Ms. Rodsky recruited a dozen more people to start playing with their own index cards. As people came up with questions, she came up with rules. Do you have to hold a card forever? No. What do I do if he has the laundry card but isn’t doing it frequently enough? Determine a minimum standard of care, such as: Sheets and towels must be washed once a week, hampers emptied whenever they are full. What if my partner’s not, um, getting it? Discuss it at a mandatory weekly check-in.
The book has a distinctly girlfriend-to-girlfriend voice, featuring lingo like “she-fault” for default and “unicorn space” for passion projects. The cards are more prosaic, delineating tasks from the obvious (dry cleaning, lawn care, weekday dinners) to the hidden (birth control, holiday cards, social plans). There’s even a “magical beings” card for whoever’s charged with making the tooth fairy, etc. come to life.
Over the past two years, Bryn Martinez Zavras, a psychologist and certified Fair Play facilitator in Cincinnati, said she has seen an uptick in clients asking about Fair Play, a majority of them women.
Dr. Zavras, who also uses Fair Play at home, said she appreciates the physical nature of the cards. “For a lot of clients, just seeing the cards has been really mind boggling and eye opening,” she said.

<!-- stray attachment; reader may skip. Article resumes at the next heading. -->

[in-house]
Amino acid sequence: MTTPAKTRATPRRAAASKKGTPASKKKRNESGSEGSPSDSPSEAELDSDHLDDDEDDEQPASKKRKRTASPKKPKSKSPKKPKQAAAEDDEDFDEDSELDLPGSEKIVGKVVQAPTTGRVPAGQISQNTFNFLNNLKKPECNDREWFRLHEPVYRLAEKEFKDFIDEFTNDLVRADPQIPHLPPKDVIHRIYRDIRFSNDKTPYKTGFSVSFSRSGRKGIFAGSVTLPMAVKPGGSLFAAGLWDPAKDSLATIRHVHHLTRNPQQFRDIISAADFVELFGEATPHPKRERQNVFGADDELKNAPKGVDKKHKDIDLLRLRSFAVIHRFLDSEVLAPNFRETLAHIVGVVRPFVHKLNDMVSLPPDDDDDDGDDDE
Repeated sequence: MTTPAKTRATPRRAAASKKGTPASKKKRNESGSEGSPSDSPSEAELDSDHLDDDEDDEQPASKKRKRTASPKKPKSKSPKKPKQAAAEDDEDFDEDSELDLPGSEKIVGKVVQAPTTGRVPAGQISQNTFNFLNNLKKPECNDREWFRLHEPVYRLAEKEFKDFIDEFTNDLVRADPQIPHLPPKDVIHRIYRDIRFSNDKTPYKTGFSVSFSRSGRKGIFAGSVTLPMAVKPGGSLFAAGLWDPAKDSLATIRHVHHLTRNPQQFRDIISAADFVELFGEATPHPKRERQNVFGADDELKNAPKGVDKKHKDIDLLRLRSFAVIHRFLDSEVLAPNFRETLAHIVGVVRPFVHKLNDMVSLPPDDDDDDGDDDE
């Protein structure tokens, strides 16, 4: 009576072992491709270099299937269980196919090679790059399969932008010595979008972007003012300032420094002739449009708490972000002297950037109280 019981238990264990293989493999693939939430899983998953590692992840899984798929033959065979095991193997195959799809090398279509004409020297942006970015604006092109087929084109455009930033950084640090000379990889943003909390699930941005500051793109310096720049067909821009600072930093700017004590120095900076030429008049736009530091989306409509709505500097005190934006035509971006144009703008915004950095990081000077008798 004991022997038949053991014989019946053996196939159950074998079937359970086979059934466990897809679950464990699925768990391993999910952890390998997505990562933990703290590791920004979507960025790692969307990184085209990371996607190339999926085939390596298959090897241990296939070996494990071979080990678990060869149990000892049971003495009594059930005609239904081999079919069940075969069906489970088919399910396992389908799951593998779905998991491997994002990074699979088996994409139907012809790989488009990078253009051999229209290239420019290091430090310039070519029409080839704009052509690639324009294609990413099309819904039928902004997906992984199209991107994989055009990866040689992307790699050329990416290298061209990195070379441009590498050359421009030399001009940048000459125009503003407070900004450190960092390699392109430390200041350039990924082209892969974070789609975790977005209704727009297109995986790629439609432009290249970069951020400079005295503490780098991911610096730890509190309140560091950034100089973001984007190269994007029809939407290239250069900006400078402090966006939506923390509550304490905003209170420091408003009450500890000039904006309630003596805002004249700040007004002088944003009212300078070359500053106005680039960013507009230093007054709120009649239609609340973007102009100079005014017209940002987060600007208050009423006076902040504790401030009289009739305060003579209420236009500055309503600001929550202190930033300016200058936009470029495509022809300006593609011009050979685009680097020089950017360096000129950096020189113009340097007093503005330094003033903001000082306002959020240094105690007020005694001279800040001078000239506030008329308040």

That was the case with Jenny Reitmeier, an electrical engineer who spoke to The Times while pumping from her office in Denver. After her first baby was born, Ms. Reitmeier noticed that, in addition to breastfeeding, many tasks were defaulting to her, from calling the pediatrician to paying day care. So she posted in her company’s channel for working moms, asking how her colleagues balanced household duties. One suggested Fair Play; Ms. Reitmeier read the book, as did her husband.
When they later divided the Fair Play cards, Ms. Reitmeier wasn’t surprised to see that she was carrying most of the invisible tasks. But she was surprised by how many of the traditional chores — home maintenance, garbage, cleaning — her husband had been managing. “That was really good to get out in the open,” she said. “He felt like he wasn’t being seen either.”